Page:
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How do you think the new conservative mood in Washington is going to impact? Vanderslice: I have to believe that the thrust toward productivity and tax reform will be designed to the supply end, like in job formation. I think it's ridiculous to keep carving up the same sized pie, and this is what's been going on. We've got to get Americans more competitive, more productive, more progressive, and more aggressive in more markets. That includes utilities. It includes American industry in total. I believe that Reagan and the new Senate, in particular, generally recognize that we can't continue to let American industry get less and less productive, with less and less job formations, and then correct the problem by transfer tax. Our standard of living is not the highest in the world now. I think there has been a general recognition, even by some of the major union leaders, that unless you build factories and create jobs, and compete at home and in the world environment, there will be fewer jobs available and a lower standard of living. I always tell these nongrowth advocates that if you are black and on 125th Street in New York, you are interested in a job. You want the economy to grow so that you can get a chance to get out of that environment. It's our white liberals in the suburbs who lead the charge for nongrowth. It's ridiculous. Lof: There was recently a ruling that GTE does not have to create a separate subsidiary. How does this affect you? Vanderslice: Well, I think it's a fair ruling. It would have been a very big handicap had we been required to break up into a bunch of embryo businesses. It would have meant going to money markets to raise money. Bell, who was ruled the dominant carrier, breaks into a ten billion dollar subsidiary. We would have had to break into a couple of fifty million dollar operations. It's very hard to go to the money markets with an operation like that. Most small companies do it through stock growth. It's a very complex subject, but it would have been a very big handicap. We would have been singled out as the only independent with the problem. I think Bell and the other independents saw that we were getting the short end of the stick. Lof: When you accelerate the depreciation of your equipment, won't that be inflationary? Vanderslice: It would be if you don't put in more productive equipment. I believe that, other than the horrendous spending in the federal government, our lack of productivity causes inflation. So to me, to replace an old piece of equipment with a new piece not only creates jobs when buying equipment, but the increased productivity should also help reduce inflation. Lof: Charles Brown of AT&T said that almost everyone agrees that real competition is going to cause increases in rates. Do you agree, and, if you do, how much do you think it's going to affect them? Vanderslice: What he's probably referring to is that, due to the nature of the rate setting process, the local little rate commission tries to keep the homeowner rates down. They do that by insisting it gets priced under cost. I know of one company that loses five dollars per phone in each house. It's subsidized, if you like, by the business phone and the long distance toll rates. Toll rates are high. What Brown is saying is that if you get competition in toll, those rates are going to come down. The local homeowner is going to look at some increased rates. Competition is going to force a more cost-justified pricing. Lof: How will the local homeowner feel about that? Vanderslice: I think that if you look at the cost of a phone against the consumer price index, the phone is flat. On the other hand, electricity is going up exponentially. There's no short term solution to that. Phone service is priced so low now that I don't think there will be that much of a problem. Today, installation is not paid by the individual. It's paid by all the other consumers who have lived in their house for X period of time. In the future, the individual will pay. So, if for instance, you are a frequent mover, you will bear the full installation at each new location. Lof: You said, in a speech, that rates have been kept low by technological advances. Since you are doing such a good job of keeping rates down without capital recovery, how are you going to convince people you really need it? Vanderslice: Because it's all changing now. What's changed in the last five years, maybe the last ten years, is the inflation rate. You have to carry that equipment. You have to have a big building, you have to have more employees. The cost tradeoff is in favor of new equipment which takes less room, needs less personnel, and less maintenance. Also, newer equipment allows more services—call forwarding and the like. Lof: When you have accelerated depreciation you will have to borrow less from the banks. Do you see this favorably improving your Wall Street viability? Vanderslice: Sure. The bankers may not like this, but the shareholders should. And the customer will. Lof: You have a program to make your managers more aware of the capital recovery program. Would you like to describe it?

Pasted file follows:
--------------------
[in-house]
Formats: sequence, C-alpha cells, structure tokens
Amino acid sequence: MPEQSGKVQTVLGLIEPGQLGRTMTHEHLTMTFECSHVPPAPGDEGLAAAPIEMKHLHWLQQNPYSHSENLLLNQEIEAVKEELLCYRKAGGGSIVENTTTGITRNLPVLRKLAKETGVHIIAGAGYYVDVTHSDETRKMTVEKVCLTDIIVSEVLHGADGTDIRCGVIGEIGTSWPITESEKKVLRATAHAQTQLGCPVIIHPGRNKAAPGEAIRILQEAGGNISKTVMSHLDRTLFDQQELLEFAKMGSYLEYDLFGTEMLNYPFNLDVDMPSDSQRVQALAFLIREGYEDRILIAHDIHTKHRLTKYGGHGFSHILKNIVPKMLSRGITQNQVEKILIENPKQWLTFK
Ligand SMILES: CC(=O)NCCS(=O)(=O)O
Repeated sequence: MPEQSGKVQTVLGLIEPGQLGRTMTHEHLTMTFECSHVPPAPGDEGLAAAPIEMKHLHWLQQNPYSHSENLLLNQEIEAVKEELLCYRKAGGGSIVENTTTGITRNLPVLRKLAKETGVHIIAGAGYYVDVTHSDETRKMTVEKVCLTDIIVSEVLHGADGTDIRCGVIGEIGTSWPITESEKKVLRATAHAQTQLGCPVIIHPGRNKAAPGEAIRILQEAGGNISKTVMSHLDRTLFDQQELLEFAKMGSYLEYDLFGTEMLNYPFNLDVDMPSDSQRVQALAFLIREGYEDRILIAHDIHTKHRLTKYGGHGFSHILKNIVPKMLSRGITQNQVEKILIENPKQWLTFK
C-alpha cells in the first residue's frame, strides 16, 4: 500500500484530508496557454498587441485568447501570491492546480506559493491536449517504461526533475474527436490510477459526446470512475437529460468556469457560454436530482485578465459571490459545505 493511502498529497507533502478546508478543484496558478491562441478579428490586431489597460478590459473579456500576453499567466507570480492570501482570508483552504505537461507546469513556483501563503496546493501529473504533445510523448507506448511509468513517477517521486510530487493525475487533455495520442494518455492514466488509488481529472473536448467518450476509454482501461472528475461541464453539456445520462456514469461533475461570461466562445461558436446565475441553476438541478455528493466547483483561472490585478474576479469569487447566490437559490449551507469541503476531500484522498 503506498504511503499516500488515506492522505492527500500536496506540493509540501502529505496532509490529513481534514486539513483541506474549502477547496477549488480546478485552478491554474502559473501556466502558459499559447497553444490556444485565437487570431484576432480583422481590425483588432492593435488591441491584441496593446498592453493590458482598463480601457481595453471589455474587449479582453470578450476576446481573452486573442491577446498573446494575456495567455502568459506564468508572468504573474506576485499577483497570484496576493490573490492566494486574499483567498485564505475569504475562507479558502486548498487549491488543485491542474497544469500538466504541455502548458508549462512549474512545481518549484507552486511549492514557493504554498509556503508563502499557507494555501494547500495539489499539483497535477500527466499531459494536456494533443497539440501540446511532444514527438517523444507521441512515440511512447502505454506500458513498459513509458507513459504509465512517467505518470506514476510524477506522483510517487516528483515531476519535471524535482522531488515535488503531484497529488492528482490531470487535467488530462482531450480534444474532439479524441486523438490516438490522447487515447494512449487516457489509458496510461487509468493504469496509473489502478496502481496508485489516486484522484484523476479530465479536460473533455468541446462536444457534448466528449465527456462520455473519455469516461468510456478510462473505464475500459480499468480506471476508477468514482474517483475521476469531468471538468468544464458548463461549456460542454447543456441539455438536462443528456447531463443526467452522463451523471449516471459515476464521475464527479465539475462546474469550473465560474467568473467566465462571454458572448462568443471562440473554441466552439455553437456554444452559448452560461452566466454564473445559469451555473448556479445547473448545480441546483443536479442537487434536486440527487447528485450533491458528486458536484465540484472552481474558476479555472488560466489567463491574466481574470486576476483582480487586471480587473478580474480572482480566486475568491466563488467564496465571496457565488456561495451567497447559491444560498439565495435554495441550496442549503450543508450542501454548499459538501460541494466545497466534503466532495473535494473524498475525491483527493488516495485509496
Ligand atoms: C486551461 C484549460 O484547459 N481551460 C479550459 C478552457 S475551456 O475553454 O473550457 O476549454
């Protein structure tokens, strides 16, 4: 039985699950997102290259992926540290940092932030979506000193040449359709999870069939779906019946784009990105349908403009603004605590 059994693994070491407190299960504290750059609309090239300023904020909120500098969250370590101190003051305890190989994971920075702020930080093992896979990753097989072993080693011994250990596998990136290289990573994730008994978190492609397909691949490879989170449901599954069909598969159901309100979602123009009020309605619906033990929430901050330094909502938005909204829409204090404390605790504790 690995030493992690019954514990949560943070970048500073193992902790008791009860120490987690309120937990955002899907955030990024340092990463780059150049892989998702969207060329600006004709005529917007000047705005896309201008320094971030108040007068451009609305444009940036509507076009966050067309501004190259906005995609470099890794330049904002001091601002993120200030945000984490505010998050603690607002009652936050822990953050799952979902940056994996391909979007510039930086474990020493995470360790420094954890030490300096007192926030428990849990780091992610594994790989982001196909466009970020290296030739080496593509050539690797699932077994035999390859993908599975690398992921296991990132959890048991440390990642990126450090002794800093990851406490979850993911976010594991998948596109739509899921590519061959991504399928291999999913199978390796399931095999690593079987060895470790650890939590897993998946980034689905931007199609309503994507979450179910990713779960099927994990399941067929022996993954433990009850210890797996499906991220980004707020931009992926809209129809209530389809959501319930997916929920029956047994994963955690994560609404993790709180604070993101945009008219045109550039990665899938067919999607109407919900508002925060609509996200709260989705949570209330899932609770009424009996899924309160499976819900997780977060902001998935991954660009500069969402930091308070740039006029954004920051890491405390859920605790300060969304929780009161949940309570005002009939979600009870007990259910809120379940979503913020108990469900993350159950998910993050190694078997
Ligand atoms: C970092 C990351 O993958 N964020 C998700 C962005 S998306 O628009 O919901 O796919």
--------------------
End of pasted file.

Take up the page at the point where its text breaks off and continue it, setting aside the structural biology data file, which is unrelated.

We have a series of training classes. Already, 6000 people have attended. We've prepared a book. It's a dull subject in many ways, but it's extremely important. I think engineers always push to have the latest technology used, but don't understand the financial implications. You have to have capital to work with. The percent of disposable income saved by Americans and the percentage of plant and equipment that we reinvest every year, when compared to Germany and Japan, are different by factors of two and three. As a percent of the gross national product, we spend less than any other major industrial nation on plant modernization. That's appalling. The reasons for that are very much tied to capital recovery. Look at what General Motors has done. I think they have done a major job restructuring an entire company.


But, they had to be flat on their backs before they took any corrective measures. Do you think we're really frightened enough to take the bitter medicine needed to swing the economy around?


We're frightened enough because we think that without adequate capital, a capital intensive business like ours is heading for serious problems. The number one handicap to implementing technology is the lack of capital. Really, all the developing process, from basic research and development through engineering, is ten percent of the total. Ninety percent of the entire investment is when you start to build a plant and get ready to ship a product.


Thank you, Dr. Vanderslice.